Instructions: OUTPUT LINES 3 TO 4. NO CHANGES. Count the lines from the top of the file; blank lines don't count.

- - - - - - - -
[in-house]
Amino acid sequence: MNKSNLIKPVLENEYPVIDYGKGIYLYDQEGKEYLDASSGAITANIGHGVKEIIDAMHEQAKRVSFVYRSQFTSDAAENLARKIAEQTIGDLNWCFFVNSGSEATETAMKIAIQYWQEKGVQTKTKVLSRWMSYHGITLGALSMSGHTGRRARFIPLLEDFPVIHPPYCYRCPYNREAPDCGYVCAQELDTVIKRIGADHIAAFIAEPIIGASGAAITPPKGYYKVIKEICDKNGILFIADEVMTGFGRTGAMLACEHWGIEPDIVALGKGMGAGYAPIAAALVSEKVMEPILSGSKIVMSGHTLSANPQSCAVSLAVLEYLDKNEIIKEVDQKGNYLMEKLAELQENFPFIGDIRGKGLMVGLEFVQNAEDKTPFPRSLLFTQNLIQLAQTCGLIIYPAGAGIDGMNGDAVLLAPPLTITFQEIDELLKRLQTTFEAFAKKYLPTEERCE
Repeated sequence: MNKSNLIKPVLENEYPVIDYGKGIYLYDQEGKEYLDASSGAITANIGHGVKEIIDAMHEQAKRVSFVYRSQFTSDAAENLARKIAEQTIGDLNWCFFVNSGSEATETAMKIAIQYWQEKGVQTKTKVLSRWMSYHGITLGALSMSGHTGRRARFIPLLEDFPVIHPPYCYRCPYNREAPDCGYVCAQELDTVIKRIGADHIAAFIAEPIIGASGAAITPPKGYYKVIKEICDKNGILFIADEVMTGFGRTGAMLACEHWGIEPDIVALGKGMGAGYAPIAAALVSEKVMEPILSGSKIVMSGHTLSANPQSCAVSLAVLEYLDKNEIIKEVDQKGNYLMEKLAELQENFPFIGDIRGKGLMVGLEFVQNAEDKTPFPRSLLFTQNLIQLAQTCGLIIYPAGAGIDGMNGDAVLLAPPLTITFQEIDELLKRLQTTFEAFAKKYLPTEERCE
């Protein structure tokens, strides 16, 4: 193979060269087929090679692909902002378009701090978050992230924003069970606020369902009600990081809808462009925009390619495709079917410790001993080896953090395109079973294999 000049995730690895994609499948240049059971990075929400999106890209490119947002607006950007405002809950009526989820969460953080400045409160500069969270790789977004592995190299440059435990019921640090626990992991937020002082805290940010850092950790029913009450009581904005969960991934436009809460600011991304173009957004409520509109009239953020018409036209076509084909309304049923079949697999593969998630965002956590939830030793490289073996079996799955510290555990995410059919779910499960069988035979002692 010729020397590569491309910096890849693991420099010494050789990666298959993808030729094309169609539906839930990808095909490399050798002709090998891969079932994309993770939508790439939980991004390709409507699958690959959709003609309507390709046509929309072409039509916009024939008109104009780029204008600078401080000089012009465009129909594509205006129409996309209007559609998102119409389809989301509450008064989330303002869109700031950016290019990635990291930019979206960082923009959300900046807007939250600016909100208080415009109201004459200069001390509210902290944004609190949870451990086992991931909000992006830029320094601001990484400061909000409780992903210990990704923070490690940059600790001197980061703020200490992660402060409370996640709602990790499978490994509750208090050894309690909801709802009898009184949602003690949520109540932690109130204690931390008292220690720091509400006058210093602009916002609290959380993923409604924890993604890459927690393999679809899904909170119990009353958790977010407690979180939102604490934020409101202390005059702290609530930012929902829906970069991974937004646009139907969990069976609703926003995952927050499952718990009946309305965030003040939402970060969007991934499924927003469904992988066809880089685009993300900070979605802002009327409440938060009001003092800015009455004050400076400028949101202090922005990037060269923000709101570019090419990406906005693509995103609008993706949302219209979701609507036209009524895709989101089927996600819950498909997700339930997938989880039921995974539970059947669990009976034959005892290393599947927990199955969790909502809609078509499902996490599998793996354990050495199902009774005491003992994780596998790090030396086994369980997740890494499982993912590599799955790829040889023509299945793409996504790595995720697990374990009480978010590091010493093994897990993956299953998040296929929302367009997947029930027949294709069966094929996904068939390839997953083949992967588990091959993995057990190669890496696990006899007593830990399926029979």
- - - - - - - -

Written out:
Repeated sequence: MNKSNLIKPVLENEYPVIDYGKGIYLYDQEGKEYLDASSGAITANIGHGVKEIIDAMHEQAKRVSFVYRSQFTSDAAENLARKIAEQTIGDLNWCFFVNSGSEATETAMKIAIQYWQEKGVQTKTKVLSRWMSYHGITLGALSMSGHTGRRARFIPLLEDFPVIHPPYCYRCPYNREAPDCGYVCAQELDTVIKRIGADHIAAFIAEPIIGASGAAITPPKGYYKVIKEICDKNGILFIADEVMTGFGRTGAMLACEHWGIEPDIVALGKGMGAGYAPIAAALVSEKVMEPILSGSKIVMSGHTLSANPQSCAVSLAVLEYLDKNEIIKEVDQKGNYLMEKLAELQENFPFIGDIRGKGLMVGLEFVQNAEDKTPFPRSLLFTQNLIQLAQTCGLIIYPAGAGIDGMNGDAVLLAPPLTITFQEIDELLKRLQTTFEAFAKKYLPTEERCE
């Protein structure tokens, strides 16, 4: 193979060269087929090679692909902002378009701090978050992230924003069970606020369902009600990081809808462009925009390619495709079917410790001993080896953090395109079973294999 000049995730690895994609499948240049059971990075929400999106890209490119947002607006950007405002809950009526989820969460953080400045409160500069969270790789977004592995190299440059435990019921640090626990992991937020002082805290940010850092950790029913009450009581904005969960991934436009809460600011991304173009957004409520509109009239953020018409036209076509084909309304049923079949697999593969998630965002956590939830030793490289073996079996799955510290555990995410059919779910499960069988035979002692 010729020397590569491309910096890849693991420099010494050789990666298959993808030729094309169609539906839930990808095909490399050798002709090998891969079932994309993770939508790439939980991004390709409507699958690959959709003609309507390709046509929309072409039509916009024939008109104009780029204008600078401080000089012009465009129909594509205006129409996309209007559609998102119409389809989301509450008064989330303002869109700031950016290019990635990291930019979206960082923009959300900046807007939250600016909100208080415009109201004459200069001390509210902290944004609190949870451990086992991931909000992006830029320094601001990484400061909000409780992903210990990704923070490690940059600790001197980061703020200490992660402060409370996640709602990790499978490994509750208090050894309690909801709802009898009184949602003690949520109540932690109130204690931390008292220690720091509400006058210093602009916002609290959380993923409604924890993604890459927690393999679809899904909170119990009353958790977010407690979180939102604490934020409101202390005059702290609530930012929902829906970069991974937004646009139907969990069976609703926003995952927050499952718990009946309305965030003040939402970060969007991934499924927003469904992988066809880089685009993300900070979605802002009327409440938060009001003092800015009455004050400076400028949101202090922005990037060269923000709101570019090419990406906005693509995103609008993706949302219209979701609507036209009524895709989101089927996600819950498909997700339930997938989880039921995974539970059947669990009976034959005892290393599947927990199955969790909502809609078509499902996490599998793996354990050495199902009774005491003992994780596998790090030396086994369980997740890494499982993912590599799955790829040889023509299945793409996504790595995720697990374990009480978010590091010493093994897990993956299953998040296929929302367009997947029930027949294709069966094929996904068939390839997953083949992967588990091959993995057990190669890496696990006899007593830990399926029979």